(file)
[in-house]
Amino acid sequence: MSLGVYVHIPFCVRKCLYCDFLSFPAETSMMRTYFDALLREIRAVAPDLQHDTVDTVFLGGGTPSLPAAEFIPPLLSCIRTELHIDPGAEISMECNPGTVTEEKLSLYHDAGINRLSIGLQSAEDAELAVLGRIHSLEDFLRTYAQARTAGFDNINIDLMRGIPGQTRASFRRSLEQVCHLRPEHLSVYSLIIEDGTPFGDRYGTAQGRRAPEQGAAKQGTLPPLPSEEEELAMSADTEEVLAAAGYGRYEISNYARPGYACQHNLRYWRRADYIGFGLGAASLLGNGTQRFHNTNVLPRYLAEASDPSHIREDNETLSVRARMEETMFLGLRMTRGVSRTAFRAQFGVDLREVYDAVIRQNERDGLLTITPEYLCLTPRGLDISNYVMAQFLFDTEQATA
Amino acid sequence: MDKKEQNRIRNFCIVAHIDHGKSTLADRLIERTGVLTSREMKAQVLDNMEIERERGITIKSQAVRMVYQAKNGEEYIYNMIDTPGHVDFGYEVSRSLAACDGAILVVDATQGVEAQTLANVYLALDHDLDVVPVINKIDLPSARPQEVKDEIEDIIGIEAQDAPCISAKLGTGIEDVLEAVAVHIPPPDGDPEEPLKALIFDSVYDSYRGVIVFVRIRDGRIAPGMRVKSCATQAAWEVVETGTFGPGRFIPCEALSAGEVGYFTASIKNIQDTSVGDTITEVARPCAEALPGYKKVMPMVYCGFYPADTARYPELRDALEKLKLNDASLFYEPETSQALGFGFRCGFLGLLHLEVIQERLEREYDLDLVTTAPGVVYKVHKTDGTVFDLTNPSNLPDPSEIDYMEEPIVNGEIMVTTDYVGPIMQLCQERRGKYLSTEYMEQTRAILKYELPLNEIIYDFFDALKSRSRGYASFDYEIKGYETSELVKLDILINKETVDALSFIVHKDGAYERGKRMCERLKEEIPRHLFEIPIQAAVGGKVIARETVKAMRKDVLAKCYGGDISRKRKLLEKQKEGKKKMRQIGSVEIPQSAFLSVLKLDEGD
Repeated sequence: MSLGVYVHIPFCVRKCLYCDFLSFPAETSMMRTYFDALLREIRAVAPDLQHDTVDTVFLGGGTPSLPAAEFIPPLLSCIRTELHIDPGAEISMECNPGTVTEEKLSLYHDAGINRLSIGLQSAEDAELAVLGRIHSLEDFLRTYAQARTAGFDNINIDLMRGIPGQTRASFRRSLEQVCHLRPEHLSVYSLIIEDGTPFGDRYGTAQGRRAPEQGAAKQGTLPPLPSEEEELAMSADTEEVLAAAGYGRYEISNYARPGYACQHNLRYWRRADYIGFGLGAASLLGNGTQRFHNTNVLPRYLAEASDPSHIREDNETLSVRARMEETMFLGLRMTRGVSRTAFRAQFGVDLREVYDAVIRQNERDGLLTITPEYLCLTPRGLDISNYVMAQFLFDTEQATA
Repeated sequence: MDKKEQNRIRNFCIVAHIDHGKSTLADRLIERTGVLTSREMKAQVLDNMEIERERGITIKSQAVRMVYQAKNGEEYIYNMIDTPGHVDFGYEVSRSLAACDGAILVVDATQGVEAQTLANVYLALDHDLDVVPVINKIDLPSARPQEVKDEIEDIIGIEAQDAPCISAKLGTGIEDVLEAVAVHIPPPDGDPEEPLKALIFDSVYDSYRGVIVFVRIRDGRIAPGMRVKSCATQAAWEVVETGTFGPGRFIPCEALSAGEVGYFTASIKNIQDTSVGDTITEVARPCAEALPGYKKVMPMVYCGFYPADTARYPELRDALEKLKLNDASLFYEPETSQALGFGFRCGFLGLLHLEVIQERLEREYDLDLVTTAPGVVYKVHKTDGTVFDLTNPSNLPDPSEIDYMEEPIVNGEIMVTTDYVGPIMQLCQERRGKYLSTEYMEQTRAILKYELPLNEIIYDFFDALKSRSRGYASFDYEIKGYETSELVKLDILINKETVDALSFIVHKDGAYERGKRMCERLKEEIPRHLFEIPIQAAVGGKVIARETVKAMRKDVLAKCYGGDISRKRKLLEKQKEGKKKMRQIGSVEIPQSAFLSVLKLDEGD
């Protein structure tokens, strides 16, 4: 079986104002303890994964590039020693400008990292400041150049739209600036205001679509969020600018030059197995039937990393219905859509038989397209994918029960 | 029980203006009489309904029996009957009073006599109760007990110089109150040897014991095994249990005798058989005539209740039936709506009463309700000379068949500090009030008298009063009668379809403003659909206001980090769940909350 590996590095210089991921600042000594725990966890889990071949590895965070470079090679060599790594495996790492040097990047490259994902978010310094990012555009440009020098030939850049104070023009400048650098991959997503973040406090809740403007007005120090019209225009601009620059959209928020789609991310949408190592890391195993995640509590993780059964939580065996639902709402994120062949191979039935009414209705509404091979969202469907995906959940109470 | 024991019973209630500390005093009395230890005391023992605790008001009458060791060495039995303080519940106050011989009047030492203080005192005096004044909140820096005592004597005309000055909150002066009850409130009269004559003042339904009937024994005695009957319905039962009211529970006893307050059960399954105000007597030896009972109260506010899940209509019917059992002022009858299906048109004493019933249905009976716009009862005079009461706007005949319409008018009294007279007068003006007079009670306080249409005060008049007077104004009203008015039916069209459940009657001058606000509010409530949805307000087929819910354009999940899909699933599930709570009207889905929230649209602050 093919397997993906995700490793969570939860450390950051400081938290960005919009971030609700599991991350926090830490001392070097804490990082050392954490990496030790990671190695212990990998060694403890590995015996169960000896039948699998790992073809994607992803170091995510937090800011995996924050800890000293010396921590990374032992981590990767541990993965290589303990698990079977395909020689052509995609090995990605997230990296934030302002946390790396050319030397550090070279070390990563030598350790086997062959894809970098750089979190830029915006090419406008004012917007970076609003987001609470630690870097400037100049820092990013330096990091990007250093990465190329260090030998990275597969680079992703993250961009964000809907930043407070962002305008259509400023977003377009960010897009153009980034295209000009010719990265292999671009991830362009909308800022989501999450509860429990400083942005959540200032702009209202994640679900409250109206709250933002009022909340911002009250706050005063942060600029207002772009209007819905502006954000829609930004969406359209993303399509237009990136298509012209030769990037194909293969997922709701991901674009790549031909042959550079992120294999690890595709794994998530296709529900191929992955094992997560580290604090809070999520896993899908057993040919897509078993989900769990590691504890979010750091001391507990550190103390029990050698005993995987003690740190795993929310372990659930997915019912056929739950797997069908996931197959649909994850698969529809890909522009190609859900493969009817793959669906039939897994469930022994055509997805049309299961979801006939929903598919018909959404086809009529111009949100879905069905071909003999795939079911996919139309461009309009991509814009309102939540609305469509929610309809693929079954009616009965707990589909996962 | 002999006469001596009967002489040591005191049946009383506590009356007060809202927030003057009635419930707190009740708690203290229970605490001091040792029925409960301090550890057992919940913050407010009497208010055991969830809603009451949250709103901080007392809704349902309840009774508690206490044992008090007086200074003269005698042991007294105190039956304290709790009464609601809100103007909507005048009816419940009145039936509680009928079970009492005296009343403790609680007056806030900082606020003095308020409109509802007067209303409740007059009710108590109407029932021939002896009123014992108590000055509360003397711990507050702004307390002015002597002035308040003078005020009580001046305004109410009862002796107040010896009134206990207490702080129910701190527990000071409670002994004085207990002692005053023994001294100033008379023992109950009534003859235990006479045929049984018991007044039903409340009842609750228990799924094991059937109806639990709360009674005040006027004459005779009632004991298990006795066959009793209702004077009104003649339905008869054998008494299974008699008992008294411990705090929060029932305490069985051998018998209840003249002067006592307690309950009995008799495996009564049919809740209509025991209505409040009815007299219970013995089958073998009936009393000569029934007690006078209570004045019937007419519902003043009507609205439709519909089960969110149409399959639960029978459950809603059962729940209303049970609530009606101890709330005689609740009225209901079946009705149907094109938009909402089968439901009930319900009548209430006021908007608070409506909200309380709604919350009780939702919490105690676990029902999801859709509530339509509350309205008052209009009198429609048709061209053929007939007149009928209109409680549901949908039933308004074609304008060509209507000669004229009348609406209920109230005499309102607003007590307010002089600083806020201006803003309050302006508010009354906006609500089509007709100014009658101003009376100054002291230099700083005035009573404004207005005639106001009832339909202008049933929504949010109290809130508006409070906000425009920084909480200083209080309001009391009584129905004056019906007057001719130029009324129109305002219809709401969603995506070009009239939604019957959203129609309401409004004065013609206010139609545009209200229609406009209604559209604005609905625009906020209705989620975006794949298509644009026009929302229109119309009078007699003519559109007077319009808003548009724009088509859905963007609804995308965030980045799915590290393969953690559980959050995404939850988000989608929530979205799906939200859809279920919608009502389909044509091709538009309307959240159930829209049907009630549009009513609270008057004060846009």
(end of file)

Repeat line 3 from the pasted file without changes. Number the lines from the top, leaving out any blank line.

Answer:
Amino acid sequence: MDKKEQNRIRNFCIVAHIDHGKSTLADRLIERTGVLTSREMKAQVLDNMEIERERGITIKSQAVRMVYQAKNGEEYIYNMIDTPGHVDFGYEVSRSLAACDGAILVVDATQGVEAQTLANVYLALDHDLDVVPVINKIDLPSARPQEVKDEIEDIIGIEAQDAPCISAKLGTGIEDVLEAVAVHIPPPDGDPEEPLKALIFDSVYDSYRGVIVFVRIRDGRIAPGMRVKSCATQAAWEVVETGTFGPGRFIPCEALSAGEVGYFTASIKNIQDTSVGDTITEVARPCAEALPGYKKVMPMVYCGFYPADTARYPELRDALEKLKLNDASLFYEPETSQALGFGFRCGFLGLLHLEVIQERLEREYDLDLVTTAPGVVYKVHKTDGTVFDLTNPSNLPDPSEIDYMEEPIVNGEIMVTTDYVGPIMQLCQERRGKYLSTEYMEQTRAILKYELPLNEIIYDFFDALKSRSRGYASFDYEIKGYETSELVKLDILINKETVDALSFIVHKDGAYERGKRMCERLKEEIPRHLFEIPIQAAVGGKVIARETVKAMRKDVLAKCYGGDISRKRKLLEKQKEGKKKMRQIGSVEIPQSAFLSVLKLDEGD